Polytropon freebsd at edvax.de
Thu Aug 16 03:01:35 UTC 2018

On Wed, 15 Aug 2018 21:48:44 -0400, Mason Loring Bliss wrote:
> On Thu, Aug 16, 2018 at 01:43:23AM +0200, Polytropon wrote:
> > Remember:
> > 
> > Because it messes up the order in which people normally read text.
> > Why is top-posting such a bad thing?
> > Top-posting.
> > What is the most annoying thing in e-mail?
> > 
> > And:
> > 
> > Yes.
> > Are you sure?
> > Because it reverses the logical flow of conversation.
> > Why is top posting frowned upon?
> I want to steal all of this now.
> Thank you. From my perspective, anything other than interleaved posting is an
> abomination. Bottom posting containing pages of cruft is just as bad as top
> posting.

All this highly depends on the matter that is discussed, with
whom it is discussed, and the context (informal, technical,
personal, etc.). Trimming a message to what should be in there
is subject to "thinking before writing". It often happens
in technical discussions that more than one question is
handled within one message, and maybe even several threads
(or topics) are being dealt with in one message. It's also
good for reference purposes in public mailing lists when
you can just read the last message of a thread in order
to learn how the result came to be, for example, from a
problem description through diagnostic material and
suggestions for repair up to a working solution - in _one_

While the typical use of top poisting is yes/no questions
in business context, while keeping all the cruft (which
nobody reads) at the bottom. This is what people in offices
seem to expect and demand, so they provide it.

Strange world...

On the other hand - and I can only speak for myself, of
course -, investing some time into properly formatting a
message, dealing with the text I reply to, and writing my
own text with paying attention to at least the most basic
rules of spelling, grammar, and punctuation, is to show
_respect_ for my conversational counterpart. Just barfing
some misspelled words infront of a message is - in my
opinion - a sign of disrespect, and it doesn't get any
better when it happens the same way at the message bottom.
Of course this all depends on context; sometimes a quick
reply in a hurry is fully valid.

Mailing lists are an ecosystem where participation often
encourages you to follow some rules or suggestions, and
the quality of your contributions is judged by how good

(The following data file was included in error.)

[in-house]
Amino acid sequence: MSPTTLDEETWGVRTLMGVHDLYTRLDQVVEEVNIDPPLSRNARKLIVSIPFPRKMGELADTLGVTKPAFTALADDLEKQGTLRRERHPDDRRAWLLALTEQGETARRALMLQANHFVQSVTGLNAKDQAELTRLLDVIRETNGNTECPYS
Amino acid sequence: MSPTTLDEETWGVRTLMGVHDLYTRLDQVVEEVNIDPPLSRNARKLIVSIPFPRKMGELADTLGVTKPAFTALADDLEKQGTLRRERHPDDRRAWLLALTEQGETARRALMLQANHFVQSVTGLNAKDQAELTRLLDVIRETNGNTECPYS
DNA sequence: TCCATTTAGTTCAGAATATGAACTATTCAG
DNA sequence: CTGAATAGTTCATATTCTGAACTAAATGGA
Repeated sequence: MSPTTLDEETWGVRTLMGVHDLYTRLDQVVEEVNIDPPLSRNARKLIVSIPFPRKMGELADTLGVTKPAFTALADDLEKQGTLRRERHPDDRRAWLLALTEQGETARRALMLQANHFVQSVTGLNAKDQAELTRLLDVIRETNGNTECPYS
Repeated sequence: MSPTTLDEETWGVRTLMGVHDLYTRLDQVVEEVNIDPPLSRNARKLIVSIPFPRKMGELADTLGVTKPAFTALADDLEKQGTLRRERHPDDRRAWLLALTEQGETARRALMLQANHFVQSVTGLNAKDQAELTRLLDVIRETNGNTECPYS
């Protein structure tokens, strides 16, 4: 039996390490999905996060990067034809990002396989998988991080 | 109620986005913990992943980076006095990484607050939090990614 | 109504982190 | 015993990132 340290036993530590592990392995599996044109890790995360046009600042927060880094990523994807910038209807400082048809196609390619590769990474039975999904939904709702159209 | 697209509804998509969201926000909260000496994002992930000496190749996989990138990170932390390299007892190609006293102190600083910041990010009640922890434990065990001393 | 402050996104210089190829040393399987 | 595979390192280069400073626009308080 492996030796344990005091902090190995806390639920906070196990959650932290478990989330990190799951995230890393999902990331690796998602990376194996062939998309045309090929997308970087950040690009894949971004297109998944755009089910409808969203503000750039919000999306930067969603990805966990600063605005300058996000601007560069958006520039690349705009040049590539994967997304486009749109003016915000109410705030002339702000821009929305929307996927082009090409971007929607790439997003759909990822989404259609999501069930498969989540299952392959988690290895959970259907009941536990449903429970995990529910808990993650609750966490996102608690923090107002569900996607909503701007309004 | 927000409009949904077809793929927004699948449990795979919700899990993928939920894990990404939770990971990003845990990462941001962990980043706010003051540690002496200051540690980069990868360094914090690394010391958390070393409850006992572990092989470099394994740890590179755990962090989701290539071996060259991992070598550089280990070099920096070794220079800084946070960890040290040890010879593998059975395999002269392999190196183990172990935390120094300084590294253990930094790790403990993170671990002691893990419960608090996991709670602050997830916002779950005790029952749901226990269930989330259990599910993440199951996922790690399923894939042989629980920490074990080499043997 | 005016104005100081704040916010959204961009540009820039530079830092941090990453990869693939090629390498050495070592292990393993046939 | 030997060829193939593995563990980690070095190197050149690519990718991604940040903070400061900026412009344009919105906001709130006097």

you do on all levels of content and form. A technical
mailing list such as this one has of course different
standards than your typical teenager neighborhood party
mailing list. :-)

> If our tools make it hard to write email properly, we need better tools. Then
> again, maybe people need to have a better introduction to good tools.

I think this is the key. Knowledge of good tools _and_ the
ability (and willingness) to learn them makes conversations
via email enlightening, useful, entertaining - whatever they
need to be in a given context.

Tools matter a lot. Just like programming languages, some
of them make it hard (or even impossible) to follow certain
recommendations, and that makes them bad tools. If you have
the ability to choose your tools, exchange bad tools for
better tools. People who deal with physical objects to this
all the time. This is the reason nobody really uses a saw
to drive a nail into the wall, and suggesting to do so just
because "everyone else" does it that way will only result
in a strange shaking of the head. :-)

> Maybe documentation is the answer.

In my opinion, "mind share" is important. Nobody wants to read
dry documentation. Sadly, "everyone" is subjected to the use
of web mailers (and Google's in particular), so it might _seem_
there are no alternatives. Older people *cough* *cough* will
know better, of course, as they have started using email with
non-web tools in many cases, and their mind is often more open
and accessible for new thoughts. It is interesting why the
generations who have grown up with certain technology aren't
interested in learning more about it in order to benefit from
it in a better (faster, more efficient, more comfortable, or
easier) way...

Magdeburg, Germany
Happy FreeBSD user since 4.0
Andra moi ennepe, Mousa, ...

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